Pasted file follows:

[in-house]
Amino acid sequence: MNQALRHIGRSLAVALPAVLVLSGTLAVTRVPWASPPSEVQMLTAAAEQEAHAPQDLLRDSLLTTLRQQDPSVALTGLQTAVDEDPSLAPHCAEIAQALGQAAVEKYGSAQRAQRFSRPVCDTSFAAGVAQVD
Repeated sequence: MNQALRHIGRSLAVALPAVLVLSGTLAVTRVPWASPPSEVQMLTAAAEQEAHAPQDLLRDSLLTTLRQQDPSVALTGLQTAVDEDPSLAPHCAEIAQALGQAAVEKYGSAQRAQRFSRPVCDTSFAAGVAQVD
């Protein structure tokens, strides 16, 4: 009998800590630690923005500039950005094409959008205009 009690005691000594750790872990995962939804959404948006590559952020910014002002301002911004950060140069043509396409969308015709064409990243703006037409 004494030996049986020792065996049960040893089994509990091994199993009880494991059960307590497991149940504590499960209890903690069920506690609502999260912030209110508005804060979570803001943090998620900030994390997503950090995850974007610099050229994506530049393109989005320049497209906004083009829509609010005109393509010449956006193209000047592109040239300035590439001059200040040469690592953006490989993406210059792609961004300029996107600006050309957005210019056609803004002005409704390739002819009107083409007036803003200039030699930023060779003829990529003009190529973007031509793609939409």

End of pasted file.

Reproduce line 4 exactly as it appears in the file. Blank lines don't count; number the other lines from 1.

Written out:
């Protein structure tokens, strides 16, 4: 009998800590630690923005500039950005094409959008205009 009690005691000594750790872990995962939804959404948006590559952020910014002002301002911004950060140069043509396409969308015709064409990243703006037409 004494030996049986020792065996049960040893089994509990091994199993009880494991059960307590497991149940504590499960209890903690069920506690609502999260912030209110508005804060979570803001943090998620900030994390997503950090995850974007610099050229994506530049393109989005320049497209906004083009829509609010005109393509010449956006193209000047592109040239300035590439001059200040040469690592953006490989993406210059792609961004300029996107600006050309957005210019056609803004002005409704390739002819009107083409007036803003200039030699930023060779003829990529003009190529973007031509793609939409």